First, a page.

Welcome to Perspectives, a blog of thoughts, commentary and observations ranging from autistic adolescents to intimate portraits of urban communities.

 

Stockman’s Screed

David Stockman, the aging boy wonder who was Ronald Reagan’s budget director at 34, wrote a 2700-word op-ed piece in Sunday’s New York Times. Its bottom line was “get out of the markets and hide out in cash.” Stockman takes us on quite a journey to get to this simple point. He tells a tawdry story, peopled with many scoundrels and few heroes, an eight-decade morality play of government excess, corporate greed, entitlement explosion, political cowardice and intellectual dishonesty, in which the losers are the 99% of Americans, and especially the poor, while the winners, at least for now, are the greedy manipulators of finance and their bi-partisan henchmen in Congress, the oval office and, above all, the Federal Reserve Bank. It’s a relentless, depressing march to Armageddon – one that is actually part of a long American tradition of populist anger that stretches from the Whiskey Rebellion to the Tea Party. Sometimes the issues change: in the 1890s the insurgents wanted cheap money; Stockman (and the Doctors Paul) want a return to the gold standard. Its twin villains are Washington and Wall Street. Its solutions are less clear: “These policies have brought America to an end-stage metastasis,” writes Stockman. “The way out would be so radical it can’t happen.”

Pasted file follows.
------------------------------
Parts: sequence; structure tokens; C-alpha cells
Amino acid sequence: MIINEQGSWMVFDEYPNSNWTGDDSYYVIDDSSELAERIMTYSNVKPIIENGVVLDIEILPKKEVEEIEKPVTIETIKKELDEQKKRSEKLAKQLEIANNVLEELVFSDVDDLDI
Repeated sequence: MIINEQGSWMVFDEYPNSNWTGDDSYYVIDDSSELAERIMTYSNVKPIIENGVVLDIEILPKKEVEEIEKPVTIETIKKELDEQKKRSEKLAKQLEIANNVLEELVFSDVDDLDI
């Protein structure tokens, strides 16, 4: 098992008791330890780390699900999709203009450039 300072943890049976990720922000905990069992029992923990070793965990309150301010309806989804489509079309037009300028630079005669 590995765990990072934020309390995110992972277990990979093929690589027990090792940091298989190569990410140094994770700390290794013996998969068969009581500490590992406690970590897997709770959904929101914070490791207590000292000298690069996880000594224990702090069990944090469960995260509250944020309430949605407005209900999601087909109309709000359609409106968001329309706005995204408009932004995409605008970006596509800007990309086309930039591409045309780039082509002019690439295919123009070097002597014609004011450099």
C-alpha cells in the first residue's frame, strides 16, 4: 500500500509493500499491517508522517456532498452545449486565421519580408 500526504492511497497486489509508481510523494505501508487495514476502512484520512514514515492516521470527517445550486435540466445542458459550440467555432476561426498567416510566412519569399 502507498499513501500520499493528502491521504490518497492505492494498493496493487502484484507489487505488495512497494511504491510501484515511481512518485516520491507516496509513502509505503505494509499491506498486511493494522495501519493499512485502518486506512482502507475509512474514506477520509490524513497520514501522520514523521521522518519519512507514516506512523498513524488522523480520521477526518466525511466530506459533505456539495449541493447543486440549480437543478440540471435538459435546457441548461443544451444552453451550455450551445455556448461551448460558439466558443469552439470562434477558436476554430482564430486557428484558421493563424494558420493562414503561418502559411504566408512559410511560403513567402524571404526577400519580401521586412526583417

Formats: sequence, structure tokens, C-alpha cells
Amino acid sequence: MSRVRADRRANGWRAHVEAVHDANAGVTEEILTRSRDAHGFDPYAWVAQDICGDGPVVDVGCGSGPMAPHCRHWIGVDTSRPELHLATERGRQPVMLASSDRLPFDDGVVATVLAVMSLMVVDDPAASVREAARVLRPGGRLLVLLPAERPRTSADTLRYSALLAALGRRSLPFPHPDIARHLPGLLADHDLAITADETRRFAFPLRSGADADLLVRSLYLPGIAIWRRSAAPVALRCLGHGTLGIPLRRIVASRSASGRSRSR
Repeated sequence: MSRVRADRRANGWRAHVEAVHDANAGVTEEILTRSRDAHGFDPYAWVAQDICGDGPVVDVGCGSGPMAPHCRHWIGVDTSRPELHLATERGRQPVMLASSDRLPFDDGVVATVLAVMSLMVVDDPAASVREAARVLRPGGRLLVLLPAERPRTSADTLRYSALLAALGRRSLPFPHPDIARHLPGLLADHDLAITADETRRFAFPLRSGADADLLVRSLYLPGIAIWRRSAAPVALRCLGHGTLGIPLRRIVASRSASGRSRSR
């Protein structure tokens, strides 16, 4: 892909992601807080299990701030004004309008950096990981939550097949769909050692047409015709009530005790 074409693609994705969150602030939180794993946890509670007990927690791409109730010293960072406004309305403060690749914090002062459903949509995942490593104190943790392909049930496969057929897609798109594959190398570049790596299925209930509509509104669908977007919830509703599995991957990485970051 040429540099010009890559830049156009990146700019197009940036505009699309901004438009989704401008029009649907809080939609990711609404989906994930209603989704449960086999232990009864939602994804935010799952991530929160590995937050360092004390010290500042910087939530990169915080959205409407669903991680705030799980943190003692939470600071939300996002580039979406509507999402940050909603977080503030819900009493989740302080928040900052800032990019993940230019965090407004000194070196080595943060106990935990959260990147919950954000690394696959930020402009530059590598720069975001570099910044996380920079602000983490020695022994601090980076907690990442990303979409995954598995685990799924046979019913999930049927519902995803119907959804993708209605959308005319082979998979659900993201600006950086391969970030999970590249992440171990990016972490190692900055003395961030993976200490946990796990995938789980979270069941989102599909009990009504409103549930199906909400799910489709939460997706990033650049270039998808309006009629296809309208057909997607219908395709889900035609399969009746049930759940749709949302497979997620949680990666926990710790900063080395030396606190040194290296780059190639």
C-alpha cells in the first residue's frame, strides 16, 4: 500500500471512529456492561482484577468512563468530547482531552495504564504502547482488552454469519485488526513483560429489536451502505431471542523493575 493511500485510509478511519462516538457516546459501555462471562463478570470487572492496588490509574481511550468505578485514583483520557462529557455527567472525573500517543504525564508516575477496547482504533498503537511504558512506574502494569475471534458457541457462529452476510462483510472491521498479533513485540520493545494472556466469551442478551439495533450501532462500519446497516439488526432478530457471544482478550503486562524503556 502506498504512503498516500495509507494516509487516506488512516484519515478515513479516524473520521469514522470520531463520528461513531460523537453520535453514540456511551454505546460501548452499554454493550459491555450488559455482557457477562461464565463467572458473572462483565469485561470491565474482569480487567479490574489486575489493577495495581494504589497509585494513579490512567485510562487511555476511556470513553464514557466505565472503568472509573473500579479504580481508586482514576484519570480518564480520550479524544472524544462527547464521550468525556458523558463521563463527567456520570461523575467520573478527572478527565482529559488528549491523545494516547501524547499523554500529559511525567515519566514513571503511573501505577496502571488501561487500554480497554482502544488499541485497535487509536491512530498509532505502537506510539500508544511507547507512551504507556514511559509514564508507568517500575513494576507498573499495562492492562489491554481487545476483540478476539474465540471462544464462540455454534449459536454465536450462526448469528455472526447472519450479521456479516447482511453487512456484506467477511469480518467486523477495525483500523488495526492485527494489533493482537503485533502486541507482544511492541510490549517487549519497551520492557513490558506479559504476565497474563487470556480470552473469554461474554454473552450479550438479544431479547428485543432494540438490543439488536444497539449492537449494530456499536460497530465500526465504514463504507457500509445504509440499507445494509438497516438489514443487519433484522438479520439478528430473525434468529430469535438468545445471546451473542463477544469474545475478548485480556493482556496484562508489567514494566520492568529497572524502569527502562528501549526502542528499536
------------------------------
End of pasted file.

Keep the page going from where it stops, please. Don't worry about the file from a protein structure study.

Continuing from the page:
From a curmudgeonly conservative, this is a disquietingly bi-partisan indictment. Stockman challenges the core policies of both parties, and his analysis of a country whose answer to everything is, as George Bush urged, to “go shopping” is too insightful to be dismissed.

Now and Then

April Digression